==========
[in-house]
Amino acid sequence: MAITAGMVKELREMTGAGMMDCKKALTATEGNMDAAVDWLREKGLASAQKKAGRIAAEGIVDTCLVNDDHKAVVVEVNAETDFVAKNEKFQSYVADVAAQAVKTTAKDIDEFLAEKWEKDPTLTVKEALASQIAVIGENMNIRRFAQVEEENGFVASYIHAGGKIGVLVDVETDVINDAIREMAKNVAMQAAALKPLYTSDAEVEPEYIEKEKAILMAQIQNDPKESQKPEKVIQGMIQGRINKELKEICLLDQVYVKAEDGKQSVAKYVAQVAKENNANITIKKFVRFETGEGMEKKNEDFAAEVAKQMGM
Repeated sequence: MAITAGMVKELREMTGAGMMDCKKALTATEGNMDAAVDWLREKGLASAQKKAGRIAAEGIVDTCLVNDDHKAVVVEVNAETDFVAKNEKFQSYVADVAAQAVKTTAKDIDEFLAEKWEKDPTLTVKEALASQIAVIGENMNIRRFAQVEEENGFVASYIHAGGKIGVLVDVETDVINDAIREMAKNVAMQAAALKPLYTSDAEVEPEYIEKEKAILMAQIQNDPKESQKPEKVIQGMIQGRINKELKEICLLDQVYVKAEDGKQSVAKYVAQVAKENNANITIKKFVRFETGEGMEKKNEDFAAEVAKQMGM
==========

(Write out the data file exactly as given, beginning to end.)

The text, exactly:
[in-house]
Amino acid sequence: MAITAGMVKELREMTGAGMMDCKKALTATEGNMDAAVDWLREKGLASAQKKAGRIAAEGIVDTCLVNDDHKAVVVEVNAETDFVAKNEKFQSYVADVAAQAVKTTAKDIDEFLAEKWEKDPTLTVKEALASQIAVIGENMNIRRFAQVEEENGFVASYIHAGGKIGVLVDVETDVINDAIREMAKNVAMQAAALKPLYTSDAEVEPEYIEKEKAILMAQIQNDPKESQKPEKVIQGMIQGRINKELKEICLLDQVYVKAEDGKQSVAKYVAQVAKENNANITIKKFVRFETGEGMEKKNEDFAAEVAKQMGM
Repeated sequence: MAITAGMVKELREMTGAGMMDCKKALTATEGNMDAAVDWLREKGLASAQKKAGRIAAEGIVDTCLVNDDHKAVVVEVNAETDFVAKNEKFQSYVADVAAQAVKTTAKDIDEFLAEKWEKDPTLTVKEALASQIAVIGENMNIRRFAQVEEENGFVASYIHAGGKIGVLVDVETDVINDAIREMAKNVAMQAAALKPLYTSDAEVEPEYIEKEKAILMAQIQNDPKESQKPEKVIQGMIQGRINKELKEICLLDQVYVKAEDGKQSVAKYVAQVAKENNANITIKKFVRFETGEGMEKKNEDFAAEVAKQMGM